Back in May, we released the first installment of findings from a survey we conducted of 1,000 US knowledge workers, including 500 IT department personnel. Those findings shed light on the opportunities and challenges that companies faced as they embarked on their remote work journey, and the largely overlooked successful job of IT in leading the transition.
The next chapter of this research, released today, dives into the enormous amount of time IT spends managing Identity and Access Management (IAM), and how this influences the quest that all enterprises have to achieve the holy grail of security, productivity, and convenience.
Our research paints a picture of shadow IT that is more complicated than many of us expected. While most employees do follow IT’s rules, a small group of workers tries to get more work done by circumventing company policies — and sometimes those workers are enabled by IT personnel who grapple with limited resources and empathize with their pursuit of productivity.
Our research found unequivocally that managing the minutiae and complexity of today’s IAM stack can be a significant productivity bog for organizations.
- IT personnel burn a full month of work (21 days!) each year on IAM tasks like resetting passwords and tracking app usage. This cramps productivity for IT and rank-and-file employees alike – 57% of IT workers reset employee passwords up to five times a week, and 15% of those do this at least 21 times per week.
- 14% of IT workers spend at least an hour per day on routine IAM tasks, leading to workers who are disillusioned with their IT tools – just 48% of IT workers say the majority of IAM products bring value to the company – and 13% say less than 10% of their IAM products deliver.
Just 20% of workers are driving all shadow IT in the enterprise. But these employees don’t act out of malice but instead to get more done – 49% cite productivity as their top reason for circumventing IT’s rules. Employees who break the rules tend to fall into a few categories:
- Speed Demons: They’re nearly twice as likely to say convenience is more important than security.
- IT Pessimists: They are skeptical of their organization’s IT capabilities, claim the IT department is more of a hindrance than a help, and are nearly twice as likely to say it’s unrealistic for companies to be aware of and manage all apps and devices used by employees at work.
- Millennials and Gen Z: Nearly three times as many workers aged 18-39 say they do not always follow IT policies, compared with those ages 56 and up.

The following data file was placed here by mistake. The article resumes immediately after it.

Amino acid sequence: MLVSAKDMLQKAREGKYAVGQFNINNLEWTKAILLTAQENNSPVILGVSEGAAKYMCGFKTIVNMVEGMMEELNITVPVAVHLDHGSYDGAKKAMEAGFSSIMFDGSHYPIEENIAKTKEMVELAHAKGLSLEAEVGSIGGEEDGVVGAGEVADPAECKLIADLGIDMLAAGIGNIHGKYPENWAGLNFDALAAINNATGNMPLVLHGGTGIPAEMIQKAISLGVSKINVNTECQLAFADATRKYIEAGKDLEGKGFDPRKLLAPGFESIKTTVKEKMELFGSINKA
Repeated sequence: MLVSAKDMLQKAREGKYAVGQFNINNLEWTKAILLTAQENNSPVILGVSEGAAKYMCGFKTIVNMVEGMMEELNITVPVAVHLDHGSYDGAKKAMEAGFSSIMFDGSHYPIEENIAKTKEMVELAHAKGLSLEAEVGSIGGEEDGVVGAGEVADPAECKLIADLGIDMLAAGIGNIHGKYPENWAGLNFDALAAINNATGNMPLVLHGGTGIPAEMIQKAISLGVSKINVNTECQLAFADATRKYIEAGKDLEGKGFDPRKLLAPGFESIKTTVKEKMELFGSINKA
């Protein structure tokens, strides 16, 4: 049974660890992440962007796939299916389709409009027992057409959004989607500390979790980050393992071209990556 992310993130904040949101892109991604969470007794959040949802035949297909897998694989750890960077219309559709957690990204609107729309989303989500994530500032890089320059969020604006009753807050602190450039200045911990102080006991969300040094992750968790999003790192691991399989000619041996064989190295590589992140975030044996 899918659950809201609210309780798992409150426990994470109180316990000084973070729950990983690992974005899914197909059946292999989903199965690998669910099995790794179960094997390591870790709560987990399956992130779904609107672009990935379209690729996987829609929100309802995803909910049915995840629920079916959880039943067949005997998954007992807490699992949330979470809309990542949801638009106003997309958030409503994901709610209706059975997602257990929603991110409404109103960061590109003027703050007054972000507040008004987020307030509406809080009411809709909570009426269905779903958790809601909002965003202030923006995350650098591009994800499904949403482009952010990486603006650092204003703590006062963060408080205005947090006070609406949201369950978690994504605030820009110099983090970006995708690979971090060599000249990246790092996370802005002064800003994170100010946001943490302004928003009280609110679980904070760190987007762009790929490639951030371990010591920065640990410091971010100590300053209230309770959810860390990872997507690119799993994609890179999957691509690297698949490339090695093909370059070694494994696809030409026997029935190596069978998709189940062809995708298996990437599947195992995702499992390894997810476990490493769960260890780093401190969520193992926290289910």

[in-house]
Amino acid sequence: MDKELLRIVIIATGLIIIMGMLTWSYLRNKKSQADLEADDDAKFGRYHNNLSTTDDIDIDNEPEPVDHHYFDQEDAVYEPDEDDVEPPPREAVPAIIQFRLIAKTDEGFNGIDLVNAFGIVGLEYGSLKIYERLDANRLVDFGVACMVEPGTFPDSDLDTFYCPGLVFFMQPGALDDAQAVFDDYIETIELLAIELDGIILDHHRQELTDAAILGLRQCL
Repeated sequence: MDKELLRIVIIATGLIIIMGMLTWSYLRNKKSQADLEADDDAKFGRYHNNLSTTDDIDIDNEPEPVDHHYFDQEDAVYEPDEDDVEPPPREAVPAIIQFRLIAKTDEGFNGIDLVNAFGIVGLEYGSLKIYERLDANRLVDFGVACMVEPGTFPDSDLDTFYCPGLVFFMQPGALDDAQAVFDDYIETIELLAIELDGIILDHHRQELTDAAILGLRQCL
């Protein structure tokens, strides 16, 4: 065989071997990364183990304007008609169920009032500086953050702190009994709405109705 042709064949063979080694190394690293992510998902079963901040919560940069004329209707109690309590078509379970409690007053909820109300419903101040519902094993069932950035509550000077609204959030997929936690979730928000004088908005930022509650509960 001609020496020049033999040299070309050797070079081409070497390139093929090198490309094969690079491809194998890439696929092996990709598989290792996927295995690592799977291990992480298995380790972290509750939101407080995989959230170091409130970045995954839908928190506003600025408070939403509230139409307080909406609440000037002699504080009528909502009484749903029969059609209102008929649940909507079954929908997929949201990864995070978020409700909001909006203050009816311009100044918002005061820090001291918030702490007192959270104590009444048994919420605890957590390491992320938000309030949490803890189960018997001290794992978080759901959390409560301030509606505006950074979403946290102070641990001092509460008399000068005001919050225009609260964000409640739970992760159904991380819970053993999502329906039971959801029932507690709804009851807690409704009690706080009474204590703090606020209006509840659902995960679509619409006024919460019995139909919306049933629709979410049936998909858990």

Compounding this impact, some IT workers have lifted their foot off the security enforcement pedal as they grapple with the lack of suitable tools and technology resources. According to our research, 25% of IT workers say they don’t enforce security policies universally, and 4% don’t enforce these policies at all due to the hassle of balancing those with concerns over workforce productivity. 38% of IT workers who do not strictly enforce security policies said their organization’s method for monitoring is not robust, while 29% agreed “it’s just too hard and time consuming to track and enforce” and 28% said “our employees get more done if we just let them manage their own software.” One in three IT workers say that strict password requirements at work aren’t worth the hassle.
One solution that’s gaining traction to alleviate concerns over management and productivity is enterprise password managers (EPMs), which are delivering a range of benefits across the organization, from IT to frontline workers.
- 89% of IT departments using a password manager say it’s had a measurable impact on security at their company.
- IT departments using EPMs report that they save time and frustration for employees (57%), reduce time for IT departments (45%), enhance productivity (37%), reduce breaches/attacks (26%), and create happier employees (26%).
We’ve long heard anecdotally that EPMs are helping companies protect themselves while making life easier for employees, and we’re heartened to see the data backs this up. As organizations strive to manage in this difficult time, it’s clear that technologies that improve productivity and security in one fell swoop will be more important than ever.